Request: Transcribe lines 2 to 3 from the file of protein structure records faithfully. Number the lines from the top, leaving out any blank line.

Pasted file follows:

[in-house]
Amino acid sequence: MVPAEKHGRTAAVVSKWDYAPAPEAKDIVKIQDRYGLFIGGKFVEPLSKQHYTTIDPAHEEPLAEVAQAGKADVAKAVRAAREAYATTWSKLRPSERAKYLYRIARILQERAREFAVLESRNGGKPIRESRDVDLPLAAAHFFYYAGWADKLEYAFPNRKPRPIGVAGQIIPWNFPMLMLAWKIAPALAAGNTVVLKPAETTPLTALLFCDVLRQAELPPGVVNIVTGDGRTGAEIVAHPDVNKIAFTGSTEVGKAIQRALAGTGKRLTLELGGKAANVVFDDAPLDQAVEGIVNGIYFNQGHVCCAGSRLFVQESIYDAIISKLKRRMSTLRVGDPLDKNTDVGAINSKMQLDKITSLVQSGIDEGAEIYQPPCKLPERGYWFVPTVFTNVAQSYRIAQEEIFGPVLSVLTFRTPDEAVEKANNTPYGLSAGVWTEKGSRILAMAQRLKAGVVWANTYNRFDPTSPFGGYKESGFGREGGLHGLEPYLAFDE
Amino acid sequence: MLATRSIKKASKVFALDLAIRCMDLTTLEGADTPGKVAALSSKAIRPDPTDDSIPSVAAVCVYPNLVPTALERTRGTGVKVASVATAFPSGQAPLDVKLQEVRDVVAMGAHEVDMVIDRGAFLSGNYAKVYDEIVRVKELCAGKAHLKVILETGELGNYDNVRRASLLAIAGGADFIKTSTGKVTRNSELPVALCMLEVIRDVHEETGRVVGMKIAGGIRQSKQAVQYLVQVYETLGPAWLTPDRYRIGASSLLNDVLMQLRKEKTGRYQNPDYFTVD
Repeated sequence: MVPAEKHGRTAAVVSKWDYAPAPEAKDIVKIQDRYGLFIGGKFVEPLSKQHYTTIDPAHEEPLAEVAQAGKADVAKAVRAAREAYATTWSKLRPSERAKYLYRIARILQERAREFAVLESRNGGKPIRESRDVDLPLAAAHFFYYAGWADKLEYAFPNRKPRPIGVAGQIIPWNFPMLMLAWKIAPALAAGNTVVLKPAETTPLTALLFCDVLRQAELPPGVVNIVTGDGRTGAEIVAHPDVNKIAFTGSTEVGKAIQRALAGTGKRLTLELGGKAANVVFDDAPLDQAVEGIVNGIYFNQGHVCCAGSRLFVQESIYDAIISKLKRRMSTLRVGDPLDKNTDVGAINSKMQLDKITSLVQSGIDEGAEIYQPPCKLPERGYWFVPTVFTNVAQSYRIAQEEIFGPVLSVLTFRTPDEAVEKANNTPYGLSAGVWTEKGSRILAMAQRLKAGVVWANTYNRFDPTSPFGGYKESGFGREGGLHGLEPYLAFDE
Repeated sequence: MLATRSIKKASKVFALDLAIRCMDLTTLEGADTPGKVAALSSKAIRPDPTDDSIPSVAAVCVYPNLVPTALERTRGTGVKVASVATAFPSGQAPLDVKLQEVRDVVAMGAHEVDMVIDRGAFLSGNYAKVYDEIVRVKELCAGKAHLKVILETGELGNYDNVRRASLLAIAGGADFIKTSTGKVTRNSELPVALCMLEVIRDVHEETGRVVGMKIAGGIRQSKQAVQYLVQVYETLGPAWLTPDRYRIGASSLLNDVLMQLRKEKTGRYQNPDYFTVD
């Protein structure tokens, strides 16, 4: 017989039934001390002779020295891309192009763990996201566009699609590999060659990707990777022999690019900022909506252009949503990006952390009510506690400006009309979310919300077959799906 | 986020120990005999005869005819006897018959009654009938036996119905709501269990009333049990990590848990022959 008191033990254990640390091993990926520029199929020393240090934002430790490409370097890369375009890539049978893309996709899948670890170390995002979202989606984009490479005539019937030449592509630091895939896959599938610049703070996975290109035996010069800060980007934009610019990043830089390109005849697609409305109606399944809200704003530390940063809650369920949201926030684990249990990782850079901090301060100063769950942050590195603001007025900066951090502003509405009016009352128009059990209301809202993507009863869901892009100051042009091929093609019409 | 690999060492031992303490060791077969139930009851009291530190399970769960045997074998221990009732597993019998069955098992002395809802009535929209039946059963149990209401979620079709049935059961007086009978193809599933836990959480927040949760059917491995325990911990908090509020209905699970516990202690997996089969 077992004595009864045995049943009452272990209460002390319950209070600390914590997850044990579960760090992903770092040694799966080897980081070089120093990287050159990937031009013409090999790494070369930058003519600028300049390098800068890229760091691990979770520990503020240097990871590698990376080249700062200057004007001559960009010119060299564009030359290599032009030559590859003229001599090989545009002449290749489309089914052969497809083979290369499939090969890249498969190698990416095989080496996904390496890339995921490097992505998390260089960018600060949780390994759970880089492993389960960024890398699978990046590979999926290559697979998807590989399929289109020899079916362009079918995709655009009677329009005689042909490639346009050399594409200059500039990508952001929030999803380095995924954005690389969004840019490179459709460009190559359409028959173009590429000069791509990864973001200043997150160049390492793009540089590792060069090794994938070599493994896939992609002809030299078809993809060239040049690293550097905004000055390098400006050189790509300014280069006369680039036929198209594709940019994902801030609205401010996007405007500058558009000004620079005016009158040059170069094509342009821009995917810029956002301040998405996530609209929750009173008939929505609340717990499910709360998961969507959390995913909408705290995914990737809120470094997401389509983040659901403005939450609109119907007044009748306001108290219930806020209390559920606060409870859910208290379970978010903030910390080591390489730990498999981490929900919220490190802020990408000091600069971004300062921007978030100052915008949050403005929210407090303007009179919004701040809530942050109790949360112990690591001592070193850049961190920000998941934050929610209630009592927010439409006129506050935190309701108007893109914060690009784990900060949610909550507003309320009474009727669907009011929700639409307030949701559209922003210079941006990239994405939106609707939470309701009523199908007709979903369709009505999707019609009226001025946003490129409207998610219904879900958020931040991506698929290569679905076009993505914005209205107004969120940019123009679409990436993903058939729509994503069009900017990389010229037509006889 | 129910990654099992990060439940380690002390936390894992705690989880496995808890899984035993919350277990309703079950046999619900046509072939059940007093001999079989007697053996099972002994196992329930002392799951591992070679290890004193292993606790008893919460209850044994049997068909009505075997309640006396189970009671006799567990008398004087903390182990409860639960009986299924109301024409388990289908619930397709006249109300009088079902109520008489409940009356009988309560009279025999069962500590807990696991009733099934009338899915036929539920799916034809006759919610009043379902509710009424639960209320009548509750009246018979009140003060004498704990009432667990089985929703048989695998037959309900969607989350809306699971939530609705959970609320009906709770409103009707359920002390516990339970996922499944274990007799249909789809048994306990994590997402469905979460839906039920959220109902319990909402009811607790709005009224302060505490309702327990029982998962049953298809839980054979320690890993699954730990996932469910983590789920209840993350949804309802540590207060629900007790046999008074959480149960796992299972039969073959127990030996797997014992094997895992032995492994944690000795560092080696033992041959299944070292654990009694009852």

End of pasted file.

Amino acid sequence: MVPAEKHGRTAAVVSKWDYAPAPEAKDIVKIQDRYGLFIGGKFVEPLSKQHYTTIDPAHEEPLAEVAQAGKADVAKAVRAAREAYATTWSKLRPSERAKYLYRIARILQERAREFAVLESRNGGKPIRESRDVDLPLAAAHFFYYAGWADKLEYAFPNRKPRPIGVAGQIIPWNFPMLMLAWKIAPALAAGNTVVLKPAETTPLTALLFCDVLRQAELPPGVVNIVTGDGRTGAEIVAHPDVNKIAFTGSTEVGKAIQRALAGTGKRLTLELGGKAANVVFDDAPLDQAVEGIVNGIYFNQGHVCCAGSRLFVQESIYDAIISKLKRRMSTLRVGDPLDKNTDVGAINSKMQLDKITSLVQSGIDEGAEIYQPPCKLPERGYWFVPTVFTNVAQSYRIAQEEIFGPVLSVLTFRTPDEAVEKANNTPYGLSAGVWTEKGSRILAMAQRLKAGVVWANTYNRFDPTSPFGGYKESGFGREGGLHGLEPYLAFDE
Amino acid sequence: MLATRSIKKASKVFALDLAIRCMDLTTLEGADTPGKVAALSSKAIRPDPTDDSIPSVAAVCVYPNLVPTALERTRGTGVKVASVATAFPSGQAPLDVKLQEVRDVVAMGAHEVDMVIDRGAFLSGNYAKVYDEIVRVKELCAGKAHLKVILETGELGNYDNVRRASLLAIAGGADFIKTSTGKVTRNSELPVALCMLEVIRDVHEETGRVVGMKIAGGIRQSKQAVQYLVQVYETLGPAWLTPDRYRIGASSLLNDVLMQLRKEKTGRYQNPDYFTVD